The rest of the cast all get their moment in the spotlight, as is the way in these well-written, long lasting plays.  There’s a reason this show is often done in community theaters (open-minded community theaters, that is) and it’s because each role has a showcase moment any actor worth their salt would love to sink their teeth into.  Obviously, the showiest role is Emory and de Jesús recreates his Tony-nominated role with the same energy and heart that has gotten him good notices throughout his career.  I also quite liked Washington’s Bernard who, in a harrowing sequence, walks us through a first love and is eventually pushed by Michael into being the first member of the group to play a game that exposes a number of raw nerves within the friends.  The other actors all have their requisite turns to be the focus but more or less play on their existing strengths we’ve seen before.

As a fan of the play and the original 1970 film, I have to say that I enjoyed this remake (revival?) quite a lot and would recommend it with the request that you make sure you do your homework and compare it to Friedkin’s earlier film.  A number of the trims make sense, I suppose, in terms of keeping the momentum moving forward and not simply re-doing The Boys in the Band as a museum piece.  What they’ve excised isn’t a dealbreaker because what’s there still reminds us of the landmark achievement it remains and how far we’ve come since it first premiered.

Movie Review ~ Ottolenghi and the Cakes of Versailles


The Facts
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Synopsis: Follows chef Yotam on his quest to bring the sumptuous art and decadence of Versailles to life in cake form at the Metropolitan Museum of Art in New York.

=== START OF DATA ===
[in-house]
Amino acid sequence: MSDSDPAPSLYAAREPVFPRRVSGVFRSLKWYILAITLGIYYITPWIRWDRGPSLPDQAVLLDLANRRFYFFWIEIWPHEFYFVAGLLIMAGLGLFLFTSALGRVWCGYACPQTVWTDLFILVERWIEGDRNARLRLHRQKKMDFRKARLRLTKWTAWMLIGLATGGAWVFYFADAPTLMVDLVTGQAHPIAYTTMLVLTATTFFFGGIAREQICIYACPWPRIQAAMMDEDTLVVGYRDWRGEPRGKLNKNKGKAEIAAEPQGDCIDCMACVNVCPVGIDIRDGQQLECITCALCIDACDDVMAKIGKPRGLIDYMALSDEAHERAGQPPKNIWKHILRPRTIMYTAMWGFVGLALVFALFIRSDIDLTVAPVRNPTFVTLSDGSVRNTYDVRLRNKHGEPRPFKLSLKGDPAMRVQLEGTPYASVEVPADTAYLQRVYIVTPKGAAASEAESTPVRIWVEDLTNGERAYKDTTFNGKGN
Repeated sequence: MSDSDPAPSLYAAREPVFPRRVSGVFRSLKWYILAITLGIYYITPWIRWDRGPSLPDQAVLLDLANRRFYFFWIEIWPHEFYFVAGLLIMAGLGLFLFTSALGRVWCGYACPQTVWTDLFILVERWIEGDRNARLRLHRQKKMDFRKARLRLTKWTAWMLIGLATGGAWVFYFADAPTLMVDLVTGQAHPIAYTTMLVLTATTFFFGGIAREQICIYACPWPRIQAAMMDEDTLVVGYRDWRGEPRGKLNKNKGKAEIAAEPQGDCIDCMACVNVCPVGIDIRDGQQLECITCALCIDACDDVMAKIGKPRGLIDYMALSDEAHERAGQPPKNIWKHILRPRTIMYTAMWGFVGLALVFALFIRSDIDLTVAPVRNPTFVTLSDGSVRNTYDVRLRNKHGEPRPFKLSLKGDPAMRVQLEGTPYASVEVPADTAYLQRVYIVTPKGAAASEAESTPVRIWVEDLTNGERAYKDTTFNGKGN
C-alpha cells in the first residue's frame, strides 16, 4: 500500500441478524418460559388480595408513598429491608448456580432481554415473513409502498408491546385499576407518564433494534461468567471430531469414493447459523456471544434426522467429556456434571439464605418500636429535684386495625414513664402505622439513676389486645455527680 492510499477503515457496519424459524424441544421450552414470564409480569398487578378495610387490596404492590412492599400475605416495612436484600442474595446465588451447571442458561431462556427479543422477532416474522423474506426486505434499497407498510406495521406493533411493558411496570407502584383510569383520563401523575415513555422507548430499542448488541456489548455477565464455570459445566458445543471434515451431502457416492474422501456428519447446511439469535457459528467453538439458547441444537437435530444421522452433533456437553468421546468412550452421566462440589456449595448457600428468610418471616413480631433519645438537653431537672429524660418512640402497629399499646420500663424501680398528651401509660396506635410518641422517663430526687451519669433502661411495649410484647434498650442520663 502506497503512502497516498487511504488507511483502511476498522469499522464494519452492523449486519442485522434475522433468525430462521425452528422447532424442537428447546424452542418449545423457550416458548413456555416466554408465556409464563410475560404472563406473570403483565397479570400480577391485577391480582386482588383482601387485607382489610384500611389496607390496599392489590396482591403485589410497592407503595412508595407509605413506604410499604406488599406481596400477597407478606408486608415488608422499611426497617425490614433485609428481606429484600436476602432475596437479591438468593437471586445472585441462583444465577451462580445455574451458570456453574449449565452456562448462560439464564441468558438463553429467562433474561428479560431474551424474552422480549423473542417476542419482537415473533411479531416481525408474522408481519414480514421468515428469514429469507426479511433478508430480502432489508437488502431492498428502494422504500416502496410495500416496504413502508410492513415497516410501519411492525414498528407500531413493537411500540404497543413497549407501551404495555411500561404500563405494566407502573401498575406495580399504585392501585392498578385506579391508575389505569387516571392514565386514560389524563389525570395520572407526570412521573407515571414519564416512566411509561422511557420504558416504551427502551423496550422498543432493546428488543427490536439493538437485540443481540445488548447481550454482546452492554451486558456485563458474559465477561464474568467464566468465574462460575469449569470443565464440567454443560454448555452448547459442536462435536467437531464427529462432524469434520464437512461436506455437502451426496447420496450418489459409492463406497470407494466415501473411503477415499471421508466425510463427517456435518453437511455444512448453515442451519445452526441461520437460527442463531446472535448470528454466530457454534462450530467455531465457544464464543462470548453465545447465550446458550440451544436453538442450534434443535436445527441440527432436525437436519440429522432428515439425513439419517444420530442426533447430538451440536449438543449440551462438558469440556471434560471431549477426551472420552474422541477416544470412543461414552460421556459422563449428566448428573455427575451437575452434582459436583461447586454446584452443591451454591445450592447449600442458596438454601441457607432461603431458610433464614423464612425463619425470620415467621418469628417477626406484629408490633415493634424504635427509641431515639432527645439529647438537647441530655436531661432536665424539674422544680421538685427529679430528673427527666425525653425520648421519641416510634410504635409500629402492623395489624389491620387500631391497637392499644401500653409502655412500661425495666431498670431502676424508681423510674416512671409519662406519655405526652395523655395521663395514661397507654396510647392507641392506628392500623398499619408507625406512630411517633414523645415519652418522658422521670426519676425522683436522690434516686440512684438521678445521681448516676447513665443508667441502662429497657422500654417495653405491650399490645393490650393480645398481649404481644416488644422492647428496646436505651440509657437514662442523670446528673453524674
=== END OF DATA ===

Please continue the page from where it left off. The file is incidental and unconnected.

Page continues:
Stars: Yotam Ottolenghi, Dominique Ansel, Ghaya Oliveira, Dinara Kasko, Sam Bompas, Janice Wong

Director: Laura Gabbert

Rated: NR

Running Length: 75 minutes

TMMM Score: (5/10)

Review:  Flip on any of the numerous cable channels devoted to food and you’re likely to land on a show that celebrates the sweet and the decadent.  The cakes tend to take the cake when it comes to what is popular with viewers and programs that feature wars of the cupcake variety and the tales of the bosses of cakes regularly find themselves with massive followings.  Who can make the best and most elaborate sponge, butter, or biscuit is always changing and everyone from amateur to pro has thrown their hat into the mix.  There is truly something for everyone.

The new documentary Ottolenghi and the Cakes of Versailles literally raises cake-making to high art by following five pastry chefs from around the globe as they bring to life their own interpretation of Versailles through dessert.  Curated by famed Israeli chef Yotam Ottolenghi for the Metropolitan Museum of Art in New York’s 2018 summer event The Feast of Versailles, director Laura Gabbert follows the chef as he prepares for the event alongside museum administrators and the colorful artists he selects for their diverse talents.  The results were surely tasty for those in attendance but less satisfying for those of us at home that can only go so far in the overall experience of the fête.